File Charges of Discrimination


What Can I Do If I Have Been Unlawfully Discriminated Against?**

The Peoria NAACP often receives information concerning racial or other unlawful discrimination. The Peoria NAACP is always concerned with any discrimination that occurs within the Peoria community. As such, the branch encourages those who have been discriminated against to submit a complaint to the branch, either online, in person, or other the phone. Please keep in mind, however, that the Peoria NAACP does not give legal advice, nor will the Peoria NAACP commence legal action on your behalf.

If you have been the victim of unlawful discrimination, you may want to consider filing a charge of discrimination with the Illinois Department of Human Rights (“IDHR”) and/or the Equal Opportunity Commission (“EEOC”). The IDHR is the state agency responsible for enforcing the Illinois Human Rights Act ("IHRA"). The IHRA prohibits discrimination in a variety of areas, including employment, fair housing, financial credit, public accommodations, and sexual harassment in education. The EEOC is the federal agency responsible for enforcing laws that make it illegal to discriminate against a job applicant or an employee because of race or other legally protected category (e.g., color, religion, sex, age, disability, etc.). You do not need an attorney in order to file a charge of discrimination with the IDHR or EEOC.

If you have been discriminated against in an educational setting, you may be able to file a complaint of discrimination with the U.S. Department of Education, Office for Civil Rights (“OCR”). The OCR enforces several federal civil rights laws that prohibit discrimination in programs or activities that receive federal financial assistance from the Department of Education. Discrimination on the basis of race, color, and national origin is prohibited by Title VI of the Civil Rights Act of 1964; sex discrimination is prohibited by Title IX of the Education Amendments of 1972; discrimination on the basis of disability is prohibited by Section 504 of the Rehabilitation Act of 1973; and age discrimination is prohibited by the Age Discrimination Act of 1975. These civil rights laws enforced by OCR extend to all state education agencies, elementary and secondary school systems, colleges and universities, vocational schools, proprietary schools, state vocational rehabilitation agencies, libraries, and museums that receive U.S. Department of Education funds.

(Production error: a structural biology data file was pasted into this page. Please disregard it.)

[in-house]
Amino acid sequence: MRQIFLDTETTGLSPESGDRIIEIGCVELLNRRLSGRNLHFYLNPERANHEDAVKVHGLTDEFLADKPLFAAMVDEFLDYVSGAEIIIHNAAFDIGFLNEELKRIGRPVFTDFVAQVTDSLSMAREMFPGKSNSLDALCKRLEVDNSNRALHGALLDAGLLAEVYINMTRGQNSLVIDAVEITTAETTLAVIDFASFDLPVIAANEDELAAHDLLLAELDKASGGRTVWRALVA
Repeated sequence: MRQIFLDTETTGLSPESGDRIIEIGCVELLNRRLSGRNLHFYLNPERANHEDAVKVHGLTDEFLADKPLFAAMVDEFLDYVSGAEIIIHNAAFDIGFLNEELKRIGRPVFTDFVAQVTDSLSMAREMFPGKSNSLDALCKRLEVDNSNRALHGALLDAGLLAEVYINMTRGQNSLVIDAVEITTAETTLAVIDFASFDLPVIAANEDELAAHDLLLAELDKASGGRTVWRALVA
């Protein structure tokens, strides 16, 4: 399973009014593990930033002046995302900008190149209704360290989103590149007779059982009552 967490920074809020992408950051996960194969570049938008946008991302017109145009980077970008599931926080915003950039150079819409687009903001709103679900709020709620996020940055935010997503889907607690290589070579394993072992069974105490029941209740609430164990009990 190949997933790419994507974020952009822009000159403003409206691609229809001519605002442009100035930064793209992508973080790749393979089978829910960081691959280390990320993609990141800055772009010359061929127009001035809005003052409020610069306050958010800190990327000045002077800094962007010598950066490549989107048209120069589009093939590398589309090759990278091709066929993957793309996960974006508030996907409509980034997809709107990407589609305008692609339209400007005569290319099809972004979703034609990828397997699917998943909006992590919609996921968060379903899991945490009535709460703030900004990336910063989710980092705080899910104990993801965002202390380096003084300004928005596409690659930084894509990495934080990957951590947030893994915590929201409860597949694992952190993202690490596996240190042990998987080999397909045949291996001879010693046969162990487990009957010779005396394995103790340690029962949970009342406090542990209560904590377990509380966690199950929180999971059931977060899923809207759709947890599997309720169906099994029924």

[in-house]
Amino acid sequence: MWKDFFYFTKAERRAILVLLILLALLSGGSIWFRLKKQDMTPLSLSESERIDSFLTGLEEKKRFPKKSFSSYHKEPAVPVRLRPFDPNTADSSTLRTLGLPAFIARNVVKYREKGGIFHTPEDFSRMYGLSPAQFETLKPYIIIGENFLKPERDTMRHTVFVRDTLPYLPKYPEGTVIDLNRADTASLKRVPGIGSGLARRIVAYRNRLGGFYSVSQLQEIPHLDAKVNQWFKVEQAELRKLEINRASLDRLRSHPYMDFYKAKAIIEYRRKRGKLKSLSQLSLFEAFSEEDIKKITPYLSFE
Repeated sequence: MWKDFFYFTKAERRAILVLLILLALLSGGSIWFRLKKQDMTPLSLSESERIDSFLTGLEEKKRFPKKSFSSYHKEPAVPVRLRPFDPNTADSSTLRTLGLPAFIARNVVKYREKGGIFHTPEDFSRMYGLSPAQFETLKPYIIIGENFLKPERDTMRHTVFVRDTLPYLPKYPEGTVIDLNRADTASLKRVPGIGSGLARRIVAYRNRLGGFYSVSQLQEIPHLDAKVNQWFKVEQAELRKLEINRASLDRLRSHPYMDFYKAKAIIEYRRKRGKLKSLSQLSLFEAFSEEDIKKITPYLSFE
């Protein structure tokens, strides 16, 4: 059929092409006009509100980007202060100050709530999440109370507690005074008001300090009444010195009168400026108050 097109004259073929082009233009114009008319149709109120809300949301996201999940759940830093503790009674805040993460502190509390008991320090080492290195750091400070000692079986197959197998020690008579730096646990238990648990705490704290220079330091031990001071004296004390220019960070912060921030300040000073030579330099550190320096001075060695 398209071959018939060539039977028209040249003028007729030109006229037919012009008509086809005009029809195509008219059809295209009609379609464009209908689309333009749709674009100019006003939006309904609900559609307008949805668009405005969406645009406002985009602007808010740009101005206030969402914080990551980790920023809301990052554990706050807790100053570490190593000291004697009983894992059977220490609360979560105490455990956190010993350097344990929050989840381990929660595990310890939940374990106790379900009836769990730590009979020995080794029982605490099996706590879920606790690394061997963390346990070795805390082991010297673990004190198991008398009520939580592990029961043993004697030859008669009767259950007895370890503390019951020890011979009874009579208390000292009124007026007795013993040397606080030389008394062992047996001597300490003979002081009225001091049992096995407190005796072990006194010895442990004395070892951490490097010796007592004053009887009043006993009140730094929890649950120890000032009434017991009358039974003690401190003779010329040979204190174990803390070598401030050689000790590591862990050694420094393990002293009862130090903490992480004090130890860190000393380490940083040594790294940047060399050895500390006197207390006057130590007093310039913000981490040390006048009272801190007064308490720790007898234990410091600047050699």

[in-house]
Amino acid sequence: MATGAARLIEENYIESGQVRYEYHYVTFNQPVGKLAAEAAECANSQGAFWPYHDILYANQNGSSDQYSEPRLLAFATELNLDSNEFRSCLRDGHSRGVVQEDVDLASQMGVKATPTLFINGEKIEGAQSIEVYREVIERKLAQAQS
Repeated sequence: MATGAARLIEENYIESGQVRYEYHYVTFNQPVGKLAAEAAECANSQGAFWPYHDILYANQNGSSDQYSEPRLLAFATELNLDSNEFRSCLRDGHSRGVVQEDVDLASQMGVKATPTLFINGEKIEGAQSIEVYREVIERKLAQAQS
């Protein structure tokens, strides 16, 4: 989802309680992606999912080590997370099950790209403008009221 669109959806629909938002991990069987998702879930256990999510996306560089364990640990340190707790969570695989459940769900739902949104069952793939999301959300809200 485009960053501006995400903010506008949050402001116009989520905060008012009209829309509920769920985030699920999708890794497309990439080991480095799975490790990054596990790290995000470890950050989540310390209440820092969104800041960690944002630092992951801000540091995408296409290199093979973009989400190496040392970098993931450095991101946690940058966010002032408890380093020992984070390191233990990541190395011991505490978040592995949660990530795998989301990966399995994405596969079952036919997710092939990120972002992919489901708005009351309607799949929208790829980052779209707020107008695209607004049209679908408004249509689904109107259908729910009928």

Charges of discrimination may be filed with the IDHR in person at an IDR office or in writing. Instructions on how to file a charge of discrimination with the IDHR can be found on the IDHR’s website at: https://www.illinois.gov/dhr/FilingaCharge/Pages/default.aspx.

Charges of discrimination may be filed with the EEOC online, in person at an EEOC field office, or by mail. Instructions on how to file a charge of discrimination with the EEOC can be found on the EEOC’s web site at: https://www.eeoc.gov/employees/charge.cfm.

Charges of discrimination may be filed with the OCR by mail, electronic mail, facsimile, or online. Instructions on how to file a charge of discrimination with the OCR can be found at the OCR’s website at: https://www2.ed.gov/about/offices/list/ocr/docs/howto.html.

It is important to keep in mind that there are strict time requirements for filing charges of discrimination with the IDHR, EEOC, and OCR. Typically, charges of discrimination must be filed with the IDHR within 180 days of the date the discrimination occurred (or within one year in a fair housing case). Charges of discrimination must be filed with the EEOC within 300 days of the date the discrimination occurred. Charges of discrimination typically must be filed with the OCR within 180 days of the date discrimination occurred; however, if you file an internal grievance process with the educational institution, then the OCR complaint must be filed within 60 days after completion of the grievance process.

** DISCLAIMER: The information contained above is for informational purposes only and does not constitute legal advice. Although the Peoria NAACP goes through great lengths to ensure that the above information is accurate and useful, you should rely first on the applicable statutes and case law within your jurisdiction, as well as any applicable administrative regulations. It is recommended that you consult an attorney if you want legal advice.